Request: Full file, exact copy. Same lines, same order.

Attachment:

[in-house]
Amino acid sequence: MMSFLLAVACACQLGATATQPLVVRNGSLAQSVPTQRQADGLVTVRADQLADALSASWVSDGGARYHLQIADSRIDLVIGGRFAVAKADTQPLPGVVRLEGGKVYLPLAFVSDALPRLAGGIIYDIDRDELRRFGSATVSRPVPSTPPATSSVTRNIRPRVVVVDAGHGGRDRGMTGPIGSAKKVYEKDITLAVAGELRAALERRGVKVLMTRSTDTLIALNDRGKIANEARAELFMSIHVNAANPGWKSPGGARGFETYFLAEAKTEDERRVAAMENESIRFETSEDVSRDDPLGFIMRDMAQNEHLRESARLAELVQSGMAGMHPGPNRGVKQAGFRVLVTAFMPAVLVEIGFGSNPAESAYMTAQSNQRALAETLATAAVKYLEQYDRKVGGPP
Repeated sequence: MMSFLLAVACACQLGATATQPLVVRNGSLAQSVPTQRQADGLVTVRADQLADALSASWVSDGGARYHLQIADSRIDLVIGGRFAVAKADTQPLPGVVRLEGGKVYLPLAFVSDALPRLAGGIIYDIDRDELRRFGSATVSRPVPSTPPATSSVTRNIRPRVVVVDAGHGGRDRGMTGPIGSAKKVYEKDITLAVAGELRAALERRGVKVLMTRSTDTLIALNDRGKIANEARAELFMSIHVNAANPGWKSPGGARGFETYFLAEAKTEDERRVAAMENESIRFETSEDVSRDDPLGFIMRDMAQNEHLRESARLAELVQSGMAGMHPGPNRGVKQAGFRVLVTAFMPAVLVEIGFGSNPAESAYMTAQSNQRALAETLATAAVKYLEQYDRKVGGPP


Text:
[in-house]
Amino acid sequence: MMSFLLAVACACQLGATATQPLVVRNGSLAQSVPTQRQADGLVTVRADQLADALSASWVSDGGARYHLQIADSRIDLVIGGRFAVAKADTQPLPGVVRLEGGKVYLPLAFVSDALPRLAGGIIYDIDRDELRRFGSATVSRPVPSTPPATSSVTRNIRPRVVVVDAGHGGRDRGMTGPIGSAKKVYEKDITLAVAGELRAALERRGVKVLMTRSTDTLIALNDRGKIANEARAELFMSIHVNAANPGWKSPGGARGFETYFLAEAKTEDERRVAAMENESIRFETSEDVSRDDPLGFIMRDMAQNEHLRESARLAELVQSGMAGMHPGPNRGVKQAGFRVLVTAFMPAVLVEIGFGSNPAESAYMTAQSNQRALAETLATAAVKYLEQYDRKVGGPP
Repeated sequence: MMSFLLAVACACQLGATATQPLVVRNGSLAQSVPTQRQADGLVTVRADQLADALSASWVSDGGARYHLQIADSRIDLVIGGRFAVAKADTQPLPGVVRLEGGKVYLPLAFVSDALPRLAGGIIYDIDRDELRRFGSATVSRPVPSTPPATSSVTRNIRPRVVVVDAGHGGRDRGMTGPIGSAKKVYEKDITLAVAGELRAALERRGVKVLMTRSTDTLIALNDRGKIANEARAELFMSIHVNAANPGWKSPGGARGFETYFLAEAKTEDERRVAAMENESIRFETSEDVSRDDPLGFIMRDMAQNEHLRESARLAELVQSGMAGMHPGPNRGVKQAGFRVLVTAFMPAVLVEIGFGSNPAESAYMTAQSNQRALAETLATAAVKYLEQYDRKVGGPP